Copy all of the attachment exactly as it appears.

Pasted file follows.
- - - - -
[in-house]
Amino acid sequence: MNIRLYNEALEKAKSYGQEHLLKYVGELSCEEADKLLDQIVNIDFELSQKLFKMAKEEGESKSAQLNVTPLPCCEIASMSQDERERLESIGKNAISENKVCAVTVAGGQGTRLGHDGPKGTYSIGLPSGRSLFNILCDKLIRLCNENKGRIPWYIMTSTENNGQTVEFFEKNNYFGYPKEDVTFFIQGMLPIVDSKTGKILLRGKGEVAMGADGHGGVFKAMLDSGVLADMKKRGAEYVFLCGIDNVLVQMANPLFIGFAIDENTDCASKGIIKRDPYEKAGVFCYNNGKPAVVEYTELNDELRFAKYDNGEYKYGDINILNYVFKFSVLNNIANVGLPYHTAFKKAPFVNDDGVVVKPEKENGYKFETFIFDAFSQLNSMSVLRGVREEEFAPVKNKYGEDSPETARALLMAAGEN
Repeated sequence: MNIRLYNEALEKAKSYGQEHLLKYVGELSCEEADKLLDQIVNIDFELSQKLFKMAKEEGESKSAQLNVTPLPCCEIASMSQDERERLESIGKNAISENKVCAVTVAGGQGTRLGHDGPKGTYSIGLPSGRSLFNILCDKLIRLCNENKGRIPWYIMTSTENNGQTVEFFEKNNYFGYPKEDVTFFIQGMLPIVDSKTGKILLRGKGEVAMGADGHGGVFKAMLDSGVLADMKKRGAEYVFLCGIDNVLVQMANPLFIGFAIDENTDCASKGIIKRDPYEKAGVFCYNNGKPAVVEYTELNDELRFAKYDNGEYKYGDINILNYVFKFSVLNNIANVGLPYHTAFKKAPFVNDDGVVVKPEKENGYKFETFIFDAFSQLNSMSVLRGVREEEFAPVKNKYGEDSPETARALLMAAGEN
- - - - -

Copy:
[in-house]
Amino acid sequence: MNIRLYNEALEKAKSYGQEHLLKYVGELSCEEADKLLDQIVNIDFELSQKLFKMAKEEGESKSAQLNVTPLPCCEIASMSQDERERLESIGKNAISENKVCAVTVAGGQGTRLGHDGPKGTYSIGLPSGRSLFNILCDKLIRLCNENKGRIPWYIMTSTENNGQTVEFFEKNNYFGYPKEDVTFFIQGMLPIVDSKTGKILLRGKGEVAMGADGHGGVFKAMLDSGVLADMKKRGAEYVFLCGIDNVLVQMANPLFIGFAIDENTDCASKGIIKRDPYEKAGVFCYNNGKPAVVEYTELNDELRFAKYDNGEYKYGDINILNYVFKFSVLNNIANVGLPYHTAFKKAPFVNDDGVVVKPEKENGYKFETFIFDAFSQLNSMSVLRGVREEEFAPVKNKYGEDSPETARALLMAAGEN
Repeated sequence: MNIRLYNEALEKAKSYGQEHLLKYVGELSCEEADKLLDQIVNIDFELSQKLFKMAKEEGESKSAQLNVTPLPCCEIASMSQDERERLESIGKNAISENKVCAVTVAGGQGTRLGHDGPKGTYSIGLPSGRSLFNILCDKLIRLCNENKGRIPWYIMTSTENNGQTVEFFEKNNYFGYPKEDVTFFIQGMLPIVDSKTGKILLRGKGEVAMGADGHGGVFKAMLDSGVLADMKKRGAEYVFLCGIDNVLVQMANPLFIGFAIDENTDCASKGIIKRDPYEKAGVFCYNNGKPAVVEYTELNDELRFAKYDNGEYKYGDINILNYVFKFSVLNNIANVGLPYHTAFKKAPFVNDDGVVVKPEKENGYKFETFIFDAFSQLNSMSVLRGVREEEFAPVKNKYGEDSPETARALLMAAGEN